Upon completion of a feature, developers provide a demonstration to both QAs and business analysts to verify that their work fulfills the acceptance criteria defined for the feature. Any defects or missing features identified at this stage can be resolved efficiently by the original developer (or developers if pairing).

The goal for QA is to ensure that quality is built into the product from the beginning. The acceptance criteria used to judge the product’s quality is clearly communicated to the whole team to ensure that the correct product is built. QA will still independently verify that the acceptance criteria for each story has been fulfilled.

A zero defect rate would be celebrated and considered to be a result of close collaboration between QAs, business analysts and developers both prior to and throughout development of features. QAs will have worked hard to identify realistic scenarios prior to features being developed and will have clearly communicated the acceptance criteria by which features will be deemed complete.

Changing Opinions on the focus of QA

It is very interesting to note that QA communities, predating the Agile and Lean movements, acknowledge that the focus of QA has changed considerably as the discipline has matured and developed over the past fifty years.

In the paper, The Growth of Software Testing (1988) , the shifting focus of QA is categorized as follows:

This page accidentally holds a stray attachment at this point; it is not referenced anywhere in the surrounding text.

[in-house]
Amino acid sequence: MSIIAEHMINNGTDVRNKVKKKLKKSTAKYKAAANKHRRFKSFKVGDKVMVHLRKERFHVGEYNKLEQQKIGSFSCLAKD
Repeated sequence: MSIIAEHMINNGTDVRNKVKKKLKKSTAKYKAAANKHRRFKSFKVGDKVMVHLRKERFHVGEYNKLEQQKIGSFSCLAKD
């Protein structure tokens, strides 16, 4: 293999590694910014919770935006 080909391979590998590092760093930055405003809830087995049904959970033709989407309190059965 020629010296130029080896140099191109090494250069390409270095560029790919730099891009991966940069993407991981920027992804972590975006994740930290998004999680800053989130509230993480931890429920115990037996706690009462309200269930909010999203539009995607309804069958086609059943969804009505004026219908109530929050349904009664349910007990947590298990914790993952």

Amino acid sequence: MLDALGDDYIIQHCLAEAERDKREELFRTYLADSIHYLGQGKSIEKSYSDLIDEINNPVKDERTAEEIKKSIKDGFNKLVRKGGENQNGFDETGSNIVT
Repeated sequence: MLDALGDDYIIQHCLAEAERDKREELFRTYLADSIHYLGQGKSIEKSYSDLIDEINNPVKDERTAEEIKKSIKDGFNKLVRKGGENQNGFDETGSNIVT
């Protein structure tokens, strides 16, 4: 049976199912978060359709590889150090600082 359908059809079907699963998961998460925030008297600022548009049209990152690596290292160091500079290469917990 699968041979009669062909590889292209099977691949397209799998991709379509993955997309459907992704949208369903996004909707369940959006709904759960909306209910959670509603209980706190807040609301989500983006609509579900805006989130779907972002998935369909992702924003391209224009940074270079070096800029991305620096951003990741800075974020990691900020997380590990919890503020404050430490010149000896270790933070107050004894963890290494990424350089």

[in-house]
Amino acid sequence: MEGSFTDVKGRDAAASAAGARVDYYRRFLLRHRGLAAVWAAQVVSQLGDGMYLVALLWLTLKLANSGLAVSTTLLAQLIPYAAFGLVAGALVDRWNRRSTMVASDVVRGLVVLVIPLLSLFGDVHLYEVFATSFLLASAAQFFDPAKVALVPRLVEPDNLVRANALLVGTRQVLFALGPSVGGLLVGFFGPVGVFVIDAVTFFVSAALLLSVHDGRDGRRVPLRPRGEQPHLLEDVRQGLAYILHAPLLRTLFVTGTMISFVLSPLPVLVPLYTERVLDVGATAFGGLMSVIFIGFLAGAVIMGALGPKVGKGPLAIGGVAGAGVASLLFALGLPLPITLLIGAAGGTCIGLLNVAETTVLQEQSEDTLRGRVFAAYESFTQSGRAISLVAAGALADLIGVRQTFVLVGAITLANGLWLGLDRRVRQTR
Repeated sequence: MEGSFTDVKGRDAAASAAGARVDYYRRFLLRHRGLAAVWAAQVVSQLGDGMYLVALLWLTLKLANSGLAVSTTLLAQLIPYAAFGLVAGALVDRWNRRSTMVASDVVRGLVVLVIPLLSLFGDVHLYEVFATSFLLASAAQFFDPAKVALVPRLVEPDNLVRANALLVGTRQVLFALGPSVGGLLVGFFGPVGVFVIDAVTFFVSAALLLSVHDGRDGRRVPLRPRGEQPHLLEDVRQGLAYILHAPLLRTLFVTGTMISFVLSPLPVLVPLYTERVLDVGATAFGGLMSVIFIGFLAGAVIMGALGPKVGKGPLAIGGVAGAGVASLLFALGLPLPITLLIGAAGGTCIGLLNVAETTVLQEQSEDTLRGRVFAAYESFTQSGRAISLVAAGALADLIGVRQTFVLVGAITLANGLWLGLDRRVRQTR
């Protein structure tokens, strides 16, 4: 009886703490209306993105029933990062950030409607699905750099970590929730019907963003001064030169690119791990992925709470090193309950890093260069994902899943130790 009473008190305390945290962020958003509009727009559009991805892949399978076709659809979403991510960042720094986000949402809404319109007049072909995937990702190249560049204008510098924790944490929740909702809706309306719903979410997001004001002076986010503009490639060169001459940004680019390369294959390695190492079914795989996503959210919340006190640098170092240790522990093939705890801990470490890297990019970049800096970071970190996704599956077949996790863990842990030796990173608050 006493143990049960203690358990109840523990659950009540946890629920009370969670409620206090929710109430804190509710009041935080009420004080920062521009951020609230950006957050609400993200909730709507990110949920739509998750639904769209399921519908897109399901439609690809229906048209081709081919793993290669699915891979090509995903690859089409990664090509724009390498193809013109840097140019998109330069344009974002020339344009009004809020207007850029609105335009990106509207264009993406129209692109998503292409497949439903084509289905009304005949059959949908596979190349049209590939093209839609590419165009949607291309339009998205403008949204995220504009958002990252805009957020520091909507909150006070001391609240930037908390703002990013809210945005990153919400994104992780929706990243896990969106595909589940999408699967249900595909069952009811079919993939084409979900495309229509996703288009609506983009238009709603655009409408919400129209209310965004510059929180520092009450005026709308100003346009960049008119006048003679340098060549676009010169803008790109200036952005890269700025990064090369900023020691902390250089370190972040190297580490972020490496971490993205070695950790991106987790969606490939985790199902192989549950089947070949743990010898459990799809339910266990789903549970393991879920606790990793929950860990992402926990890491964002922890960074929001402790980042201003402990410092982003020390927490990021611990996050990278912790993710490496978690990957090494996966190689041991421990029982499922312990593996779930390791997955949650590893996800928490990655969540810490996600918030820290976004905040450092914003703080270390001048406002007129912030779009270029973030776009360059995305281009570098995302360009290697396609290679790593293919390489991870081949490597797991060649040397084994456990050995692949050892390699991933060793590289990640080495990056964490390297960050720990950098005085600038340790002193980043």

Period Focus
1956 Debugging – Programs are written and then tested by the programmer until they are satisfied that any bugs have been removed.
1957 – 1978 Demonstration – Testing demonstrates that the system does what it is supposed to do.
1979 – 1982 Destruction – The focus of testing changes from proving the system does what is supposed to do, to the identification of defects.
1983 – 1987 Evaluation – Testing becomes an activity throughout the development life cycle.
1988 Prevention – The focus is on defect prevention. Tests were written to demonstrate that software satisfies its specification, to detect faults and to prevent faults.

Perhaps Test Driven Development is not so extreme after all?

Zero Defects – Really?

I have known of several projects that fit the profile of the Bar team. Did they achieve zero defects? The honest answer is no. They did, however, reduce defects to a manageable level. Unpredictable, demoralising cycles of code and fix have been long forgotten on these teams. Where a defect is found it is followed up with a root cause analysis to determine how the defect was introduced so that it can be avoided in the future.

Note that while QAs in the Bar team place heavy emphasis on defect prevention they still ensure that the behaviour required of the system is present and correct according to the specified acceptance criteria.


In both teams the goal of QA is to ensure that the system is fit for purpose and provides the features agreed with the customer. We have seen two contrasting styles of development and the different roles that QA plays in each. Team Foo focus on the identification of defects and bug reporting whereas Team Bar focus on preventing defects.

The Poppendieck’s have it right when they describe a process that regularly results in defects being found as a broken process. Defects should be a rarity rather than the norm. If identification of defects is commonplace in your organisation then you have a problem.

Software development has suffered for too long as a result of poor collaboration between QA and development. What can you do to encourage collaboration between these two groups? You could try starting with the following statement: As a company we value defect prevention over defect identification.

Written by Ryan Greenhall

September 28th, 2008 at 7:00 pm

Posted in agile lean